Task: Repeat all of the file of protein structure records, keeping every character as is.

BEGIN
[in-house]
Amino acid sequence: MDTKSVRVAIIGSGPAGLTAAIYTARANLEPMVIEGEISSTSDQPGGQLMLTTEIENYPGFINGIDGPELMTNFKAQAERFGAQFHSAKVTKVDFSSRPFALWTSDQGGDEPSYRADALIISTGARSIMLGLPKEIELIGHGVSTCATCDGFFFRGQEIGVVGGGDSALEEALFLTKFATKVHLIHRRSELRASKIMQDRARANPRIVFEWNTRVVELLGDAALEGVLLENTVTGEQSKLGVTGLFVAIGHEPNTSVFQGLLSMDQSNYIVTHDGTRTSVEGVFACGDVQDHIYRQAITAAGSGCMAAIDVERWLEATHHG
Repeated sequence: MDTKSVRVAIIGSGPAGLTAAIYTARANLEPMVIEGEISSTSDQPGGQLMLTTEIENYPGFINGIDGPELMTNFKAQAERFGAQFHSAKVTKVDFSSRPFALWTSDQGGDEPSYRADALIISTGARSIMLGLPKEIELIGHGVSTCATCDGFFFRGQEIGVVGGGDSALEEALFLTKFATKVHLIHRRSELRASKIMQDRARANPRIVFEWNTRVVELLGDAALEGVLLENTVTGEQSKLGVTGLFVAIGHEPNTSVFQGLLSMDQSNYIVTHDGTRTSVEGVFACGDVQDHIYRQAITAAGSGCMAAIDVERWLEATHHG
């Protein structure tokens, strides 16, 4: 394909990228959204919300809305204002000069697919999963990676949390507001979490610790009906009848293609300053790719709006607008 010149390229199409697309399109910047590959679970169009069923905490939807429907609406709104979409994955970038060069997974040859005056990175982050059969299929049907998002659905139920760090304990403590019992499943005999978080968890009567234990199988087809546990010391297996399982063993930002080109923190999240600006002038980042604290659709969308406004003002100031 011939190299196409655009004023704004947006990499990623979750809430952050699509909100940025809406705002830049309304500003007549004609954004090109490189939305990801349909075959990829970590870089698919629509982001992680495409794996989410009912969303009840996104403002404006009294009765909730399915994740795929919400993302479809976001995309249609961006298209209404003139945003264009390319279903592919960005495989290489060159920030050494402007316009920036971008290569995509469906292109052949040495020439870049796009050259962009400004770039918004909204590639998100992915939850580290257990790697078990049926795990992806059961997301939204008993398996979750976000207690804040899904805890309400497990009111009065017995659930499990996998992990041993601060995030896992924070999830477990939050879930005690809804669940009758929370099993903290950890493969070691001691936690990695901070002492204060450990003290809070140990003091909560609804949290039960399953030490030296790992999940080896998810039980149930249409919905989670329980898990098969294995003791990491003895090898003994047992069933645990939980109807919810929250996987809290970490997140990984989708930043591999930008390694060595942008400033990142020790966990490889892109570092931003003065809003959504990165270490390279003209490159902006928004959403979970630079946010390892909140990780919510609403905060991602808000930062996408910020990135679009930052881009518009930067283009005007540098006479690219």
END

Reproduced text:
[in-house]
Amino acid sequence: MDTKSVRVAIIGSGPAGLTAAIYTARANLEPMVIEGEISSTSDQPGGQLMLTTEIENYPGFINGIDGPELMTNFKAQAERFGAQFHSAKVTKVDFSSRPFALWTSDQGGDEPSYRADALIISTGARSIMLGLPKEIELIGHGVSTCATCDGFFFRGQEIGVVGGGDSALEEALFLTKFATKVHLIHRRSELRASKIMQDRARANPRIVFEWNTRVVELLGDAALEGVLLENTVTGEQSKLGVTGLFVAIGHEPNTSVFQGLLSMDQSNYIVTHDGTRTSVEGVFACGDVQDHIYRQAITAAGSGCMAAIDVERWLEATHHG
Repeated sequence: MDTKSVRVAIIGSGPAGLTAAIYTARANLEPMVIEGEISSTSDQPGGQLMLTTEIENYPGFINGIDGPELMTNFKAQAERFGAQFHSAKVTKVDFSSRPFALWTSDQGGDEPSYRADALIISTGARSIMLGLPKEIELIGHGVSTCATCDGFFFRGQEIGVVGGGDSALEEALFLTKFATKVHLIHRRSELRASKIMQDRARANPRIVFEWNTRVVELLGDAALEGVLLENTVTGEQSKLGVTGLFVAIGHEPNTSVFQGLLSMDQSNYIVTHDGTRTSVEGVFACGDVQDHIYRQAITAAGSGCMAAIDVERWLEATHHG
């Protein structure tokens, strides 16, 4: 394909990228959204919300809305204002000069697919999963990676949390507001979490610790009906009848293609300053790719709006607008 010149390229199409697309399109910047590959679970169009069923905490939807429907609406709104979409994955970038060069997974040859005056990175982050059969299929049907998002659905139920760090304990403590019992499943005999978080968890009567234990199988087809546990010391297996399982063993930002080109923190999240600006002038980042604290659709969308406004003002100031 011939190299196409655009004023704004947006990499990623979750809430952050699509909100940025809406705002830049309304500003007549004609954004090109490189939305990801349909075959990829970590870089698919629509982001992680495409794996989410009912969303009840996104403002404006009294009765909730399915994740795929919400993302479809976001995309249609961006298209209404003139945003264009390319279903592919960005495989290489060159920030050494402007316009920036971008290569995509469906292109052949040495020439870049796009050259962009400004770039918004909204590639998100992915939850580290257990790697078990049926795990992806059961997301939204008993398996979750976000207690804040899904805890309400497990009111009065017995659930499990996998992990041993601060995030896992924070999830477990939050879930005690809804669940009758929370099993903290950890493969070691001691936690990695901070002492204060450990003290809070140990003091909560609804949290039960399953030490030296790992999940080896998810039980149930249409919905989670329980898990098969294995003791990491003895090898003994047992069933645990939980109807919810929250996987809290970490997140990984989708930043591999930008390694060595942008400033990142020790966990490889892109570092931003003065809003959504990165270490390279003209490159902006928004959403979970630079946010390892909140990780919510609403905060991602808000930062996408910020990135679009930052881009518009930067283009005007540098006479690219």